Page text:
Exercise is vital to all living creatures. It maintains a healthy physical and emotional state of being. Dogs are no exception to this rule, but as always we stress all things in balance.
If your dog is acting out and out of control then you are advised to provide more exercise and increase her daily obedience work. The exercise will help her to vent her frustrations and exhaust her enough to slow the mischief down. The obedience drills will help her remember who’s in charge and whom she needs to check in with before she decides to chase the cat.
Do not think that exercise is the answer to bad behavior, as some TV trainers would have you believe. If you maintain a routine of 3 miles of exercise a day to keep your dog tired enough to behave well, then next week it might take 3.5 miles to get the same results and 4 miles the following week – because now you are conditioning an athlete and it will take more exercise to get the same results. Plus after you dog has taken a nap they wake refreshed and haven’t learned a thing. Better to work the mind which calms your dog naturally and lasts.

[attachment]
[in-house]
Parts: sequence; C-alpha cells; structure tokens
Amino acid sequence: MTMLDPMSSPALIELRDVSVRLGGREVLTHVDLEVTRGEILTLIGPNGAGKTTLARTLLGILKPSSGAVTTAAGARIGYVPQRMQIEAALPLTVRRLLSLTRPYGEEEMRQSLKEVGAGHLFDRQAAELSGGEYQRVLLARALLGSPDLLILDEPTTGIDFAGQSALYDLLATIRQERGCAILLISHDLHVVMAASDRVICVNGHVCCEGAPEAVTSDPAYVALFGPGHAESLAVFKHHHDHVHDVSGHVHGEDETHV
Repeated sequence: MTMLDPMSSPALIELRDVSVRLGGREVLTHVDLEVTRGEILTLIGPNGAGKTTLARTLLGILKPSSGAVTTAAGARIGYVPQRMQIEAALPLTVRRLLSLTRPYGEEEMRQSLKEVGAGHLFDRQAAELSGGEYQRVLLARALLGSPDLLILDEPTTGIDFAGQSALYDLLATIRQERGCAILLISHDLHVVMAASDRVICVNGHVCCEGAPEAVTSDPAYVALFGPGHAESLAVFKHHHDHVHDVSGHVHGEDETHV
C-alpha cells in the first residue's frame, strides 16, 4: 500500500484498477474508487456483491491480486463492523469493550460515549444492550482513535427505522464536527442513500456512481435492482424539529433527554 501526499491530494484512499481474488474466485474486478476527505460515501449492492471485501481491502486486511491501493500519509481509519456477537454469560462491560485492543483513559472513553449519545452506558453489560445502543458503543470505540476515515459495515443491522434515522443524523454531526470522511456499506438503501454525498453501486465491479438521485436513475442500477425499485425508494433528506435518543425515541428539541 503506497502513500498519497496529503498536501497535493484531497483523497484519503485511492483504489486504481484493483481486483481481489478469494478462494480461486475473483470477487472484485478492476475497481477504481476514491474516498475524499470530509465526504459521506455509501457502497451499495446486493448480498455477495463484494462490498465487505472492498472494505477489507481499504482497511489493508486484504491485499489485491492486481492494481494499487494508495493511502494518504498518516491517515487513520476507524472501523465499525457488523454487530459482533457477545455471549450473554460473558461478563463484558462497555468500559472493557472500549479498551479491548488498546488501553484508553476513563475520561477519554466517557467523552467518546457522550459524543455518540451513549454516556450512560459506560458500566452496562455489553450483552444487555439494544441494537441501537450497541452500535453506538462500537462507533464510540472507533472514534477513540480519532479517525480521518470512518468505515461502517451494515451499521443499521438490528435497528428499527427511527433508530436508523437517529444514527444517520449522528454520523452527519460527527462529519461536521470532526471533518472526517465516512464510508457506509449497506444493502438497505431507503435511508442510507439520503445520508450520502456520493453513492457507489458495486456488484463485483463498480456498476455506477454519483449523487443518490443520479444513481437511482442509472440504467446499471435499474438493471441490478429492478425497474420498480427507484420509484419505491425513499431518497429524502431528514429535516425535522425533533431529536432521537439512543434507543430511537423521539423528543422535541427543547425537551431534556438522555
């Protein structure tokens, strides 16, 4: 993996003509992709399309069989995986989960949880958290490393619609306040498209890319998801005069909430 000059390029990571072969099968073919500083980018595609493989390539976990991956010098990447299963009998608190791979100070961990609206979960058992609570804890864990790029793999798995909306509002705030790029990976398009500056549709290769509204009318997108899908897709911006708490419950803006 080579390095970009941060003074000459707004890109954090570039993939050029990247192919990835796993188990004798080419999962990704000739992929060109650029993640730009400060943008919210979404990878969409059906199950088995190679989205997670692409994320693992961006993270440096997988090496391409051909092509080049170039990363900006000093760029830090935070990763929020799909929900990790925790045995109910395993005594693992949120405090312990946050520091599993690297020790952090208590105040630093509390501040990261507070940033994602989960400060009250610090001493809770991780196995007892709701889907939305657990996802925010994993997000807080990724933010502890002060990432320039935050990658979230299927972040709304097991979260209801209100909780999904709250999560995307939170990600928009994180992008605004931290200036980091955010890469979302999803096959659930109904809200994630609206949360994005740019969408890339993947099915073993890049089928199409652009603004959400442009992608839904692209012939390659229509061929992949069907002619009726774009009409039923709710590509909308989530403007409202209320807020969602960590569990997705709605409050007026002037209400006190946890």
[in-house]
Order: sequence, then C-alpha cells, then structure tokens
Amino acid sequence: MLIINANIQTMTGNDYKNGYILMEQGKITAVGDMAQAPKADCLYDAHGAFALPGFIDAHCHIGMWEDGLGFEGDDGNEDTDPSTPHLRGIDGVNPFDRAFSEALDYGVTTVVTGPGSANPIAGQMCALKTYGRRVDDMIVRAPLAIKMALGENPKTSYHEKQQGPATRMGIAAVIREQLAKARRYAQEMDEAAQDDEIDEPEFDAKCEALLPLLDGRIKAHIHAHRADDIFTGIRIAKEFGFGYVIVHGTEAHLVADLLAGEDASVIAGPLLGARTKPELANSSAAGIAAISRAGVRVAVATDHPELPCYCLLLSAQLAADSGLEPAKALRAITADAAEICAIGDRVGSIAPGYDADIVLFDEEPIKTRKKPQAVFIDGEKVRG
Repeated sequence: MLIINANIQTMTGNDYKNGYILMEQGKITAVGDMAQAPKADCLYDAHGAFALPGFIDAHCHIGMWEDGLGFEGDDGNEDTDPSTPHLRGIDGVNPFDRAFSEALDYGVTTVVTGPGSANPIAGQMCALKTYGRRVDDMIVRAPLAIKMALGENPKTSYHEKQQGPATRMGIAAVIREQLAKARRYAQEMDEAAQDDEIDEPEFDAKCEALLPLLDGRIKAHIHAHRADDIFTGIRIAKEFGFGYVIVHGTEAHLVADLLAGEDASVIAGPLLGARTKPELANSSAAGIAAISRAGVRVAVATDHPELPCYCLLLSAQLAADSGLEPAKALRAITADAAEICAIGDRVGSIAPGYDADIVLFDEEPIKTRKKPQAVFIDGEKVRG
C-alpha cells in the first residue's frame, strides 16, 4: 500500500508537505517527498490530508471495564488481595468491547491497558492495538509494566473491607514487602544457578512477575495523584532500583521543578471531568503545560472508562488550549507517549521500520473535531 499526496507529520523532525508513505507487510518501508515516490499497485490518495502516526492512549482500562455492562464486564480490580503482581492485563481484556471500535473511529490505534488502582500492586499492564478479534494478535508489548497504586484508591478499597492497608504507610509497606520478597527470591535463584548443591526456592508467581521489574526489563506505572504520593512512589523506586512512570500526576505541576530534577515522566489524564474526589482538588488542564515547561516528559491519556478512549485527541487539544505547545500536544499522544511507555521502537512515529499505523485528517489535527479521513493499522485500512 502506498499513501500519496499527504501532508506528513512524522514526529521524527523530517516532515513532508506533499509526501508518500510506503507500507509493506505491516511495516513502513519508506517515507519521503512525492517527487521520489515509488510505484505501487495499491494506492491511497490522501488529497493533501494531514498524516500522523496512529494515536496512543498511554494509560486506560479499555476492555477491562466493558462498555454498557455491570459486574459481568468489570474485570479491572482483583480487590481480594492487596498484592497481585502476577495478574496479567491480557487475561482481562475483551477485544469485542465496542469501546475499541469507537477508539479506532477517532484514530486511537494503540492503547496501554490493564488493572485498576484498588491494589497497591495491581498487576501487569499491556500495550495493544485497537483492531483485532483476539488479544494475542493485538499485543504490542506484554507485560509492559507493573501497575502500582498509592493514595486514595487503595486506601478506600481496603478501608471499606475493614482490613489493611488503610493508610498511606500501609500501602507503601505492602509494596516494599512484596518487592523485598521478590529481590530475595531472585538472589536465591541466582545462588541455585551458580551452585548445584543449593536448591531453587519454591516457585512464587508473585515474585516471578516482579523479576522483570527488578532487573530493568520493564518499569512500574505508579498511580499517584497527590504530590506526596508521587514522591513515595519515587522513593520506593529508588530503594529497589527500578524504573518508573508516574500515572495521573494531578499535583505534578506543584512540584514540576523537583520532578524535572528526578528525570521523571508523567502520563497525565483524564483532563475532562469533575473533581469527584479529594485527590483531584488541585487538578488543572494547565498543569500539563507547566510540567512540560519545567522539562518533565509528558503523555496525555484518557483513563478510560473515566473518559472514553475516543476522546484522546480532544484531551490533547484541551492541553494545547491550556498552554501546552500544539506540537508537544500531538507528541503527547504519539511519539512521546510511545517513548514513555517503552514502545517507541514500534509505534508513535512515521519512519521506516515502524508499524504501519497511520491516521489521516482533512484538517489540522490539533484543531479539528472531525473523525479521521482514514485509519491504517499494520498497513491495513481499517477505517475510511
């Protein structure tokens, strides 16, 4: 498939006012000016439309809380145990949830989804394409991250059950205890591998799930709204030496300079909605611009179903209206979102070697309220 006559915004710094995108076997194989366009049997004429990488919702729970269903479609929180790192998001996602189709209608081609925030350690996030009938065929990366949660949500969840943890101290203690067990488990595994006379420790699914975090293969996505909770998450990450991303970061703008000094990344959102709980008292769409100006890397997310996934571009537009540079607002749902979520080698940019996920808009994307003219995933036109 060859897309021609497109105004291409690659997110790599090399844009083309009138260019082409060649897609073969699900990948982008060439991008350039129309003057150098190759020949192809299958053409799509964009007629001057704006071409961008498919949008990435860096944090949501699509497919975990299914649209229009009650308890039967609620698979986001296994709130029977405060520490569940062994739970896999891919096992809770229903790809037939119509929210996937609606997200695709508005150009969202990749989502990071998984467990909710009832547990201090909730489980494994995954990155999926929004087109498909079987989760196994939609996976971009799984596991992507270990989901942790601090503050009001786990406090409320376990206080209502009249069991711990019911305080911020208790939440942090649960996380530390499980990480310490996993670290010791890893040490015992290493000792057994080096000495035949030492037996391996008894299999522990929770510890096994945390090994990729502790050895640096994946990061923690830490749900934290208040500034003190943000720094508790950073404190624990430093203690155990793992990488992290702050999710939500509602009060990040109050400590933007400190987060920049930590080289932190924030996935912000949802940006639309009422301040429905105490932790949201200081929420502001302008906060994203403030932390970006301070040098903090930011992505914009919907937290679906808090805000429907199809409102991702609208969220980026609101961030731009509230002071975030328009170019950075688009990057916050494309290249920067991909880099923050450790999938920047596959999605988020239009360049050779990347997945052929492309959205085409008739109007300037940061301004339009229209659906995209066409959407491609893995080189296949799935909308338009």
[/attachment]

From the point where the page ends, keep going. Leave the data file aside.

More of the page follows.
Young puppies should only get the same amount of exercise that they would playing around the den with their littermates. Do not over-tire your young pup.
When exercising older puppies equate their “real” age to the age of a child- this will help you understand how much exercise is enough. A four-month-old puppy should exercise like a four-year-old child ~ would you take a four-year-old child for two mile hike? Probably not. The puppy might seem like they can do it, but when they grow into their adult bodies they will begin to show the stress you put on them as puppies. Hip-dysplasia and arthritis can be environmental as well as genetic. You can create problems by over exercising a young body.
Good management begins early, it is much better to take your puppy out for 3 or 4 short walks (or play times) a day rather than 1 or 2 long ones. Here is a good guideline for planning your pups exercise regime, begin at 3 months and add 5 minutes of exercise per outing per month old.
3 months = 15 minutes
4 months = 20 minutes
5 months = 25 minutes
6 months = 30 minutes
7 months = 35 minutes
8 months = 40 minutes
9 months = 45 minutes
10 months = 50 minutes
11 months = 55 minutes
1 yr = 1 hr
We recommend you alternate between physical exercise and mental stimulation. Remember that working your dog in obedience & relationship drills for 20 minutes is just as tiring as a 20-minute walk and its far better for your relationship and your dog’s manners.